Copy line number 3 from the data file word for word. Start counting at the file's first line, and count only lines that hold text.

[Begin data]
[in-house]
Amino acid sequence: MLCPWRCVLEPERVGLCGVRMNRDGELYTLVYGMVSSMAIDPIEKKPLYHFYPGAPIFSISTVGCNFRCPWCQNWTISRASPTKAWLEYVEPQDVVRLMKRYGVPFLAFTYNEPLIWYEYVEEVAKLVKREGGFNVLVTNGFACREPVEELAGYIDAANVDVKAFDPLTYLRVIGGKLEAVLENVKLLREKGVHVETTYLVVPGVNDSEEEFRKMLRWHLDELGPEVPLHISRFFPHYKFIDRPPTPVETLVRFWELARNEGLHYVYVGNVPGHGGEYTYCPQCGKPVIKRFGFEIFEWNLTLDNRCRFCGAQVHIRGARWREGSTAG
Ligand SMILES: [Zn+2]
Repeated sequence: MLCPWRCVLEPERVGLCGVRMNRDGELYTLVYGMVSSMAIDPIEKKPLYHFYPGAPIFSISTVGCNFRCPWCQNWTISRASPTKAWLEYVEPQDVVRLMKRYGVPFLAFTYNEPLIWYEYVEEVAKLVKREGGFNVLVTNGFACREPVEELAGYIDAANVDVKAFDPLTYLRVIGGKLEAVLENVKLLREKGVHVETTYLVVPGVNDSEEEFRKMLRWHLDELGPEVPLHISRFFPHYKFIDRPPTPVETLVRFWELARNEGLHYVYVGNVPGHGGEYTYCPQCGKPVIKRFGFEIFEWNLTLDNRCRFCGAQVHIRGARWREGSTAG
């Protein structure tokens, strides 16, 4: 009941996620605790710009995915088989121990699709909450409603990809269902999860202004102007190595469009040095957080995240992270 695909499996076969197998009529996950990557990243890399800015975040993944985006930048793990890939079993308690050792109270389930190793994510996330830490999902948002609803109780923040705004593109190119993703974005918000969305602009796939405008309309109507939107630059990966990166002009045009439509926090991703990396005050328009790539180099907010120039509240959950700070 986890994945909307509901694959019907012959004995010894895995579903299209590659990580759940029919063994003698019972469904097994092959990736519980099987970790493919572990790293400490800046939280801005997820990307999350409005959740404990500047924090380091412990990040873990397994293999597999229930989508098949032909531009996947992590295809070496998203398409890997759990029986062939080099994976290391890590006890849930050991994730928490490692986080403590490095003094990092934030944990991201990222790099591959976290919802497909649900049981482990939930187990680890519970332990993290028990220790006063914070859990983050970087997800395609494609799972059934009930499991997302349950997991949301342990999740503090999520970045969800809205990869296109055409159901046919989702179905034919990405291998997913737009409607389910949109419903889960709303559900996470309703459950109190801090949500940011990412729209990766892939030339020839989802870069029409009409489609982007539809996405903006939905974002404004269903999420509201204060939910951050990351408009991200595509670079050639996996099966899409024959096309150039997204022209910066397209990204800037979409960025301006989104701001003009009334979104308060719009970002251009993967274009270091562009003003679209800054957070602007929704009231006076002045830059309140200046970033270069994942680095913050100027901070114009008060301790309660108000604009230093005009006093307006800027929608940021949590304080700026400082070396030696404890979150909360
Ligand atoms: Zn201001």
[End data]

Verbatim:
Ligand SMILES: [Zn+2]